As you'd expect if you've read BRAT PACK, one of the major strands to trace involves comic book history, in particular the history of the teen side-kick in comics.  Bissette goes into that in depth, including several characters even I've never heard of before (some of whom, fortunately, are in the public domain so I should be able to check out a sample of their adventures when I have the time). The other major aspect of comic book history that Bissette explores is the controversy in 1950s comics embodied by Fredric Wertham and leading the the self-censoring of the industry via the Comics Code.  Bissette looks at the full range of Wertham's writing, both before and after his most famous work SEDUCTION OF THE INNOCENT, and presents an even-handed assessment of the Wertham's methodology, aims and conclusions that you don't always get from a more casual look at comics history.

In addition to comics history, the book also looks at the wider evolution of the teenager in pop culture iconography in the 20th century, with an emphasis on cinema. As you'd expect if you're familiar with Bissette's film writing, he doesn't restrict himself to the Hollywood mainstream (although that's all thoroughly covered), but includes key examples from international and underground works as well, examining key breakthroughs in those areas and how they paved the way for later mainstream exploitation of the same themes. There are also similar examinations of key works in prose, and most surprisingly to me were the extensive notes on the pop music industry and how the use and exploitation of teen and younger celebrities in that field echo the aspects of comic book culture that Veitch was parodying in BRAT PACK.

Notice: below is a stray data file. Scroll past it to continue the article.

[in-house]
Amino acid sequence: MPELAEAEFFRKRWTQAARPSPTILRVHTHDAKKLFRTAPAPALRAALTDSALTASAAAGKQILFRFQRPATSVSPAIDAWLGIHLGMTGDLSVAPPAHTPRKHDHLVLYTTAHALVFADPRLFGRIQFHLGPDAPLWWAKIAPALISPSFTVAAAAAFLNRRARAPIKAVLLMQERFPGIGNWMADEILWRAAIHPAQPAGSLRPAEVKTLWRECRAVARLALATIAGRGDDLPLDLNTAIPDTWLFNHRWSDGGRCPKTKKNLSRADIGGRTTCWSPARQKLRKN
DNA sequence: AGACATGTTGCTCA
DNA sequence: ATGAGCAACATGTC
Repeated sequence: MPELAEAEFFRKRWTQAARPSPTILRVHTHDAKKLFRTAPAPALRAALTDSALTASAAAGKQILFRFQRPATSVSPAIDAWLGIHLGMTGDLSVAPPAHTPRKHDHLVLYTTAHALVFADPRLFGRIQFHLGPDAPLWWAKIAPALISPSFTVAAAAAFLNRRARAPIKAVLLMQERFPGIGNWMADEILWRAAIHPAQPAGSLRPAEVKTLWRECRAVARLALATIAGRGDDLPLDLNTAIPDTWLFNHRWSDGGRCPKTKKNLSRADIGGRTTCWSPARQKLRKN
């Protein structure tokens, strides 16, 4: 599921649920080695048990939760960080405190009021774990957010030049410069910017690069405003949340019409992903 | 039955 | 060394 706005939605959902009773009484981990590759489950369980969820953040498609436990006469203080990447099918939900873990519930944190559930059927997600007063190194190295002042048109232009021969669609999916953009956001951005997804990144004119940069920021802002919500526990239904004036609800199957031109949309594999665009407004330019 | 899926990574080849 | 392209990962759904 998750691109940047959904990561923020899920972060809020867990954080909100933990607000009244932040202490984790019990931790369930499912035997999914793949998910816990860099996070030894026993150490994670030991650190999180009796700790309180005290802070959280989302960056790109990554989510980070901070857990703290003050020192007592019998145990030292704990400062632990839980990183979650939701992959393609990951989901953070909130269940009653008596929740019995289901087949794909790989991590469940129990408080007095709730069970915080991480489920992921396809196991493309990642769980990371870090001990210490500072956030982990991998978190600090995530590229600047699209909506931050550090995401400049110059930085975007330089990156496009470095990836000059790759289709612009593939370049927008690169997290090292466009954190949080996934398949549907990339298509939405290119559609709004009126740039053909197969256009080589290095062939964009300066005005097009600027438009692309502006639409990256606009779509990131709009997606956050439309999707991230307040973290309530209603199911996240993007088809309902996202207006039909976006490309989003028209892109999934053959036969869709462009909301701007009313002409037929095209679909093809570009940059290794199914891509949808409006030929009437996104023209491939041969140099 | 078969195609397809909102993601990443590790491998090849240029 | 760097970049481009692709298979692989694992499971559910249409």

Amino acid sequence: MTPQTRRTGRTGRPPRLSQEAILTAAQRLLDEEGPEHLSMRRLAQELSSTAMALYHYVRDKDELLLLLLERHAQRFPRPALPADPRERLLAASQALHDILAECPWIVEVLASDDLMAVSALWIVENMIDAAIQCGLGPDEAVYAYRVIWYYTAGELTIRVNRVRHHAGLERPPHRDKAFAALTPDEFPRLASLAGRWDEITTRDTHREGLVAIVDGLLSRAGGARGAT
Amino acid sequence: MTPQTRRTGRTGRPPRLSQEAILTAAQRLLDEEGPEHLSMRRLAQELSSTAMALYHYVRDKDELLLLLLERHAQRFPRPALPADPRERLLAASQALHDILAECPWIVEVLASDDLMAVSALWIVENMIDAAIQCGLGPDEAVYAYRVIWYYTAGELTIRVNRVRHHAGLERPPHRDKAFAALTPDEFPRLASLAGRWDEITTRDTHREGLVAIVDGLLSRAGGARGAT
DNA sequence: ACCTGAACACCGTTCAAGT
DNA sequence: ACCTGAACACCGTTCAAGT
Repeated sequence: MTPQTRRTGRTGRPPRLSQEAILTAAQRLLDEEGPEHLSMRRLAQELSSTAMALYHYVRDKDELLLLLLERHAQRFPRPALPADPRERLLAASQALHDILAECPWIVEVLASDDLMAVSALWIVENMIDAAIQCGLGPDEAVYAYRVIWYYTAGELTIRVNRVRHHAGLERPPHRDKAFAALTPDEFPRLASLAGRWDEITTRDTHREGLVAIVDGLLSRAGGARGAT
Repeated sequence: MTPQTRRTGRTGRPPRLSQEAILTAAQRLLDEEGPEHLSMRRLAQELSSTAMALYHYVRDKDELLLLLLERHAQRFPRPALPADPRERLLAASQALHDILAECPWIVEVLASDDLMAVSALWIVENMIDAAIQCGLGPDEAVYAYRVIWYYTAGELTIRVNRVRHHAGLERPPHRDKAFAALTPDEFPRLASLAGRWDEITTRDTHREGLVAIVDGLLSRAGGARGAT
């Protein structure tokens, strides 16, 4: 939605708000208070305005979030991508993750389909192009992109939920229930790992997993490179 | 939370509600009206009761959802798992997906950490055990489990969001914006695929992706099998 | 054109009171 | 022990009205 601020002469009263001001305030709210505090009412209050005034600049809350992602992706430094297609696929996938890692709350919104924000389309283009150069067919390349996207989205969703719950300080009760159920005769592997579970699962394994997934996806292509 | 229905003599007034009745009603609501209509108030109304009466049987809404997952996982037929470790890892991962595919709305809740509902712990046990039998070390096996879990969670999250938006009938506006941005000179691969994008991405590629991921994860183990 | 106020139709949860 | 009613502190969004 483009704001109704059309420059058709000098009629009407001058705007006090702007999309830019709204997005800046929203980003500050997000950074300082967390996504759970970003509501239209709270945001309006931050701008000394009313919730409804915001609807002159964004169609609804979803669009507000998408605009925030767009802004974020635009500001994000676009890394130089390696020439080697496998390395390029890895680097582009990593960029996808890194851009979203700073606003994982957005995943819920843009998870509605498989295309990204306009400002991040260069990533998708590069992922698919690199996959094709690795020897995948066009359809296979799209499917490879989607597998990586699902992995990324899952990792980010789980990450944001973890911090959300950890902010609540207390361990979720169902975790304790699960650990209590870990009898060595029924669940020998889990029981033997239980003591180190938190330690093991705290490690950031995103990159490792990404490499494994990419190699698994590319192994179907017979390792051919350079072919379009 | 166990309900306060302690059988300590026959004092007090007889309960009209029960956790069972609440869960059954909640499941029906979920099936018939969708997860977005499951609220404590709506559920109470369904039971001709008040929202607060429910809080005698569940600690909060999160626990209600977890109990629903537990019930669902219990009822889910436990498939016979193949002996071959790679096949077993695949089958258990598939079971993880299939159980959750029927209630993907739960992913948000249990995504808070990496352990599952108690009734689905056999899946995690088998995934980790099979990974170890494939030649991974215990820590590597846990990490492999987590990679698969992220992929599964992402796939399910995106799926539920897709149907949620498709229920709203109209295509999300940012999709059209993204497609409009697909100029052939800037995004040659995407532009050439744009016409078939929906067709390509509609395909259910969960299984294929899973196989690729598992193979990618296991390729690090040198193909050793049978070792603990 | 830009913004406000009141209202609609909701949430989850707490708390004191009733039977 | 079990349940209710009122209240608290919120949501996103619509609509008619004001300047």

To me, the most fascinating thread that Bissette follows is the personal one, tracing Veitch's own journey in comics and how it informed the eventual creation of the "Heroica". As Bissette explains, Veitch has had a unique career trajectory which has very much made him a nexus of many of the key events in comic book history for the last few decades, with work in the undergrounds, breaking into the mainstream while one of the students in the first class of Joe Kubert's school, working on some of the first fully creator-owned books published by Marvel, then as one of the key creators in the innovative DC books of the 1980s which led to the creation of Vertigo, and then in the 1990s having a variety of roles in things like Tundra, the self-publishing movement and more.  Bissette was, of course, alongside Veitch for many of these events, either as an active participant or an observer, so he can speak about them as an insider, adding a lot of colour and detail to the events. Especially interesting is the look at the evolution of BRAT PACK, thanks to Bissette's examination of some early proposals and documents in the negotiations which almost led to it being published by DC's Piranha Press imprint. Of course Veitch's later problems with DC made that arrangement impossible, and very much informed how the series changed from those proposals.

Bissette absolutely makes the case for BRAT PACK as a major (and unfortunately under-rated) work, and uses it as a hook to examine many other interesting aspects of pop culture.  Hopefully this will be only the first of many books of comic book history and criticism that he publishes.

(Bissette also has a helpful page of supplemental information, ordering info, reviews and comments on the book over here)